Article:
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NY city settles wrongful death suit over late ambulance arrival

The ambulance arrived 13 minutes after the 911 call was placed; the city is in a fight over staffing cuts with the fire union

By Joe Olenick
The Lockport Union-Sun & Journal

LOCKPORT, N.Y. — A settlement has been reached between the City of Lockport and the estate of an alderman's mother, who died prior to an ambulance arriving 13 minutes after the initial 911 call was made.

The city and the estate of Jeanette A. Lombardi, the mother of 1st Ward Alderman John Lombardi III, agreed to the settlement Wednesday. Terms were not disclosed.

City Attorney John J. Ottaviano said settling the case means the city can now move forward with a separate legal issue with the Lockport Professional Firefighters Association union.

Two weeks ago the LPFA filed documents stating the city's attempt at cutting minimum staffing and service levels would put residents at risk. In the filing they used Mrs. Lombardi as an example of that risk, citing that the Lockport Fire Department was unable to provide a timely medical response on the day of her death and that "she may have been saved, had the proper equipment been available."

State Supreme Court Justice Ralph A. Boniello III signed a temporary restraining order reversing the city's decision. The city and the union return to court May 28 to argue if a permanent order should be in place, or if the city will be allowed to follow through on the reductions.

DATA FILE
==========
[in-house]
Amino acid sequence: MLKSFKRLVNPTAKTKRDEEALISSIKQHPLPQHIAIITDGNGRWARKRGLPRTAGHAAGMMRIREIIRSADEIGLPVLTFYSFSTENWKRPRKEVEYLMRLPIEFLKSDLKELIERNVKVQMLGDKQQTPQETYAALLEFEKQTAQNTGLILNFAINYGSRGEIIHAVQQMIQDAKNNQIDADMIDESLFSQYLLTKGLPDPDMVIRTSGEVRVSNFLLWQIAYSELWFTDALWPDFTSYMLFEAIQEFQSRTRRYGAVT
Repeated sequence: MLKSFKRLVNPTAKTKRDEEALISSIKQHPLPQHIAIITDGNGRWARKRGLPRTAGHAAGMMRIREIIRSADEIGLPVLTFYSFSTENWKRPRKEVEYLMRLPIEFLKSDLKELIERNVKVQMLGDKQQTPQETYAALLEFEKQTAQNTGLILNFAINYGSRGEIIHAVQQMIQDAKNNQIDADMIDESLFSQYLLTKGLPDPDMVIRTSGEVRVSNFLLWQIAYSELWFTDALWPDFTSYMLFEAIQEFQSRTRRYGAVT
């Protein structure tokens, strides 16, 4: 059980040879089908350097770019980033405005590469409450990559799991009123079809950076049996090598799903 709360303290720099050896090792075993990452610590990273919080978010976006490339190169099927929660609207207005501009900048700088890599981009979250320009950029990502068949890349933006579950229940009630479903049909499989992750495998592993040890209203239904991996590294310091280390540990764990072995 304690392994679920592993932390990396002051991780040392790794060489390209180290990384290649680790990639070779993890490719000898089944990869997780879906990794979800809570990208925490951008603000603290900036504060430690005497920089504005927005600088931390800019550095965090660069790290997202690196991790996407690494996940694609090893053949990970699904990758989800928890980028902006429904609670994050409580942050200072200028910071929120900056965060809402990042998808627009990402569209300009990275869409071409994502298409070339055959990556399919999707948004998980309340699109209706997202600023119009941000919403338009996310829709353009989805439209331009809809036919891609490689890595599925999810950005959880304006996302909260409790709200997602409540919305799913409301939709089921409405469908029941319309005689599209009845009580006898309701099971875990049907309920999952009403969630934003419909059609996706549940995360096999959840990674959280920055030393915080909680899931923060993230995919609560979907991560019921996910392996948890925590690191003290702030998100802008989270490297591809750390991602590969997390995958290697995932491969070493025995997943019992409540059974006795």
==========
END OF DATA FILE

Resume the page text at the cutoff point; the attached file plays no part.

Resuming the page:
The LPFA filing put the city in a tight spot, Ottaviano said. It couldn't comment on the LPFA filing without affecting the Lombardi suit, or vice-versa.

"Settlement of this case frees the city's hands to discuss the LPFA's reference to that in their filing," he said. "We couldn't even address it... anything we said could be used against us in the other suit."

The closest thing to a response from the city about the use of Lombardi's case in the LPFA filing came earlier this month when Deputy Corporation Counsel David Blackley said LPFA's version of the story was incorrect.

According to the a Supreme Court filing by Mrs. Lombardi's daughter, Beth A. Arajs, Lombardi, 75, died Sept. 20, 2012 after experiencing sudden physical distress. An ambulance was called for her at 11:30 a.m. and by the time a paramedic crew arrived at 11:43 a.m. — from Wrights Corners Volunteer Fire Company, not L.F.D. — she had died.

Autopsy results indicate the cause of Mrs. Lombardi's death was anaphylactic shock, which is an allergic reaction.

The Lombardi suit, filed July 3 of last year, alleged the city failed to deliver a quick response that could have saved her life.

But according to L.F.D., when city dispatch received the ambulance call, both of the department's ambulances reportedly were in use, one on an out-of-town transport and the other in a training exercise at VanDeMark Chemical. Local dispatch contacted Niagara County Central Dispatch and invoked "mutual aid," meaning a request for service from the closest non-city company.

There is some question whether one of the city ambulances was in fact available, as sources at the time told the US&J that the training exercise was in fact over when the 911 call came in and a second departmental standard operating procedure, concerning how to handle 911 calls when ambulances are occupied, also was violated. The Fire Board looked into the alleged violations and never recommended any discipline.


(c)2014 the Lockport Union-Sun & Journal (Lockport, N.Y.)

Distributed by MCT Information Services

McClatchy-Tribune News Service

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